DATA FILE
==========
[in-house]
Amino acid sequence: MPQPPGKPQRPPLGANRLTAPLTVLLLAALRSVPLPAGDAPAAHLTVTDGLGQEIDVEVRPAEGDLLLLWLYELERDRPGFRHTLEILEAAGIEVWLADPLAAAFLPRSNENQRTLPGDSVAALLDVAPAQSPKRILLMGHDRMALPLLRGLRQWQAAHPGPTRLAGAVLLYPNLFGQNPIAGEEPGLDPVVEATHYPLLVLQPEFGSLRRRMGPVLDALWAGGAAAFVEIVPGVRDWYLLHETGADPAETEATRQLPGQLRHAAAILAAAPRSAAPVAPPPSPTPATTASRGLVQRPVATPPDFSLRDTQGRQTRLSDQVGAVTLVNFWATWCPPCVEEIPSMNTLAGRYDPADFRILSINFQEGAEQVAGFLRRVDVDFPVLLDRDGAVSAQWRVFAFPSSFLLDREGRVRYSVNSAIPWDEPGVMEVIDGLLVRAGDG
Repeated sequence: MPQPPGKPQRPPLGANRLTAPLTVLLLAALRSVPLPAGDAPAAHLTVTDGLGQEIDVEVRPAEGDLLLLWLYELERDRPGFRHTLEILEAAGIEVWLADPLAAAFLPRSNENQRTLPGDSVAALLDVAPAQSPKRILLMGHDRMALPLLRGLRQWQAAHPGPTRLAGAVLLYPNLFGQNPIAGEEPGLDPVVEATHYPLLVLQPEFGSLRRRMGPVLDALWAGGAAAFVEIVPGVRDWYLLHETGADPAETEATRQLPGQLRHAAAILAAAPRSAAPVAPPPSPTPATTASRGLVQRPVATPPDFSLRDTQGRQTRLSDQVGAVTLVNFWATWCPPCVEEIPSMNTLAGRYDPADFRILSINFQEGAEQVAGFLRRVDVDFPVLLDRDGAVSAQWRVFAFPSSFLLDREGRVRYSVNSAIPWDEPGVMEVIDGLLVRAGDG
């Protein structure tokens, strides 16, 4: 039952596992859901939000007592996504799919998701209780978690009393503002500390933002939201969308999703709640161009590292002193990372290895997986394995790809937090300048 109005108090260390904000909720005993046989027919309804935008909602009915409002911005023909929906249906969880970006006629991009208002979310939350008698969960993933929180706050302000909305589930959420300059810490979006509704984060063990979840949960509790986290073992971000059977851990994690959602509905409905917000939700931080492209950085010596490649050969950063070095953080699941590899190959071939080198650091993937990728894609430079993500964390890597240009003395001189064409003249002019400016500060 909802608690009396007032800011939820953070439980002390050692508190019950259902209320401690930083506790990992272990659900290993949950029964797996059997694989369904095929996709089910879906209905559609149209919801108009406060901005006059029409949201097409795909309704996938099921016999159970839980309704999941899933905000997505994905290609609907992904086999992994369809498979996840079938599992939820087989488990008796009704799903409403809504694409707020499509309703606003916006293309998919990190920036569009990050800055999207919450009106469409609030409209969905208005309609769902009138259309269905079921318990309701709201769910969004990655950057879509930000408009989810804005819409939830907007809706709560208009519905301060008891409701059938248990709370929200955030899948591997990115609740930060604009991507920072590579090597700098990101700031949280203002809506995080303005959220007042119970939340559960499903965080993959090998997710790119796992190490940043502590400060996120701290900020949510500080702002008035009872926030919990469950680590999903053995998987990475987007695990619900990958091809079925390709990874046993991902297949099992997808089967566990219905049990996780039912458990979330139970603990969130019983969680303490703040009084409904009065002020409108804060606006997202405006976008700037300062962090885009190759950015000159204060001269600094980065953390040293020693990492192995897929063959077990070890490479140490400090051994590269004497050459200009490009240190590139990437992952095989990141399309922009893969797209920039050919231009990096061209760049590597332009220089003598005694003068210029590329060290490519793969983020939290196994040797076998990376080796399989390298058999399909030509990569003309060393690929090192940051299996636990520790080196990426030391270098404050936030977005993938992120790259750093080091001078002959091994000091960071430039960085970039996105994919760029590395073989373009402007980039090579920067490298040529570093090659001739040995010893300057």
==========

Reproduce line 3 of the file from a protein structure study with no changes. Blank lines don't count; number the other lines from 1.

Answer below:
Repeated sequence: MPQPPGKPQRPPLGANRLTAPLTVLLLAALRSVPLPAGDAPAAHLTVTDGLGQEIDVEVRPAEGDLLLLWLYELERDRPGFRHTLEILEAAGIEVWLADPLAAAFLPRSNENQRTLPGDSVAALLDVAPAQSPKRILLMGHDRMALPLLRGLRQWQAAHPGPTRLAGAVLLYPNLFGQNPIAGEEPGLDPVVEATHYPLLVLQPEFGSLRRRMGPVLDALWAGGAAAFVEIVPGVRDWYLLHETGADPAETEATRQLPGQLRHAAAILAAAPRSAAPVAPPPSPTPATTASRGLVQRPVATPPDFSLRDTQGRQTRLSDQVGAVTLVNFWATWCPPCVEEIPSMNTLAGRYDPADFRILSINFQEGAEQVAGFLRRVDVDFPVLLDRDGAVSAQWRVFAFPSSFLLDREGRVRYSVNSAIPWDEPGVMEVIDGLLVRAGDG